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Why Visual Communication works

September 15, 2020
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Julie Chandler

Ever wondered why you struggled to study from your history textbook, but could study and understand your geography textbook easier and faster?

We run into problems with text heavy content all the time – perhaps using visuals could be an answer to these problems.

Let me start by asking you these two questions:

What were your answers? Did the sign immediately warn you of danger? And could you instantly identify the painting?

And what if we took it one step further and had to communicate an important safety message to a large group of multilingual, multicultural people, all present in the same environment?

Four pictures do what no amount of words could do...

So why are these three examples of visual communication so powerful?

Visual communication removes the language element – eliminating the complexities and subtleties. Language has its place in our society; reading a well-written novel by an author who captures moments in time just wouldn’t be the same without their clever use of the written word.

However, for critical information; which needs to be understood quickly to prevent injuries or fatalities - elaborate language and embellished adjectives are not effective. The simplest, basic language is exactly what is needed to relay a critical message.
The main reason why you still remember road signs is because they are simple, clear, distinctive and memorable. Road signs are also largely self-explanatory.

What a person reads or hears as an instruction is understood through their own context, history, habits, culture and circumstance. A visual language can ensure that there is no loss of context.

Visual communication eliminates the need for translation. People travel from all over the world to see the Mona Lisa. She attracts a diverse audience, for all to see and experience. Yet everyone can see her without processing high levels of literacy or translating anything.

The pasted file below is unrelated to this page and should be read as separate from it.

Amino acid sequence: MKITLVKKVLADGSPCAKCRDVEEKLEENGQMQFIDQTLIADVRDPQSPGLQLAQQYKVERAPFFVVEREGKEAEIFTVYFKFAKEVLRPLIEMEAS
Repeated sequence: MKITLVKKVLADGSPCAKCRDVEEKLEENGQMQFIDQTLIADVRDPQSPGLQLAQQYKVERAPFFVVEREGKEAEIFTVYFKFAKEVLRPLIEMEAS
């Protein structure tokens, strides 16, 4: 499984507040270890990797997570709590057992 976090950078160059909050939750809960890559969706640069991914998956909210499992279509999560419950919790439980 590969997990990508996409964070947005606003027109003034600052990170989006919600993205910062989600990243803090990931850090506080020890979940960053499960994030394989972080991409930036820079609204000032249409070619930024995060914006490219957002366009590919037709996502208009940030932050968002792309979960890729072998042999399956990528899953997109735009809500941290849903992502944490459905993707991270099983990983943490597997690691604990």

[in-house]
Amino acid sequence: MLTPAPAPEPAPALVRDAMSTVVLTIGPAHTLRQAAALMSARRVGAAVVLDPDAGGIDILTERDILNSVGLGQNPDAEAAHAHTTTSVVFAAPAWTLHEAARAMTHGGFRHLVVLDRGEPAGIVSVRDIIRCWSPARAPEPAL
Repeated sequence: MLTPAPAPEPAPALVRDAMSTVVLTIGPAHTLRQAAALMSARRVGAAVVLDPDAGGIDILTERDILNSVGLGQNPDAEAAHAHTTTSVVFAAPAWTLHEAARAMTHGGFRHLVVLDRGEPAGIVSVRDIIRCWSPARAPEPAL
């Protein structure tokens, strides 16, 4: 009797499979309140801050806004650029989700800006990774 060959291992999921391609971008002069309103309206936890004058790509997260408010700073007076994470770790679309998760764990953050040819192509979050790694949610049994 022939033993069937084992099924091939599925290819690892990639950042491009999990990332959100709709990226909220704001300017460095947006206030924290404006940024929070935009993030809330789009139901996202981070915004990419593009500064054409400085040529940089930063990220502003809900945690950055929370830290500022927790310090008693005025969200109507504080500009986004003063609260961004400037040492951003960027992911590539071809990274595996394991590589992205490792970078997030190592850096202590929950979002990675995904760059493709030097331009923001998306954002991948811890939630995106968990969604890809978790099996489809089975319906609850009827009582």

The overall message this visual no-words poster conveys: what the correct PPE looks like and the risks of not adhering to the correct PPE requirements.

This no-words poster conveys critical information without using a single word, meaning a large diverse audience can understand and act upon it.

Using visual communication saves time. How long did it take you to register Mona Lisa by looking at the text versus just glancing over the image? Research shows that the brain processes images 60,000 times faster than texts. This means it is easier, and faster, to process a visual signal than it is to read a sentence or a full paragraph.

Visual communication improves clarity of information.

Had I not shown Leonardo’s painting of Mona Lisa, would you have visualised the Mona Lisa? Would you have pictured it as a young woman with a smile or without?

The value of viewers consuming visual communication are less susceptible to misunderstanding. The human brain is designed to interpret relationships between objects, which allows us to instantly comprehend what we’re viewing and what actions are required by us, if any. This is the basis that we at Jincom, use to deliver solutions around distributing critical information to increase safety on sites or other places of work.

Whether we use visuals to relay critical information or to express an emotion - it is clearly safe to say, that visual communication works. There are many reasons to embrace communicating visually, only four of them I have outlined in this blog post; improves clarity of information, saves time, removes the need for translation and eliminates complexities.

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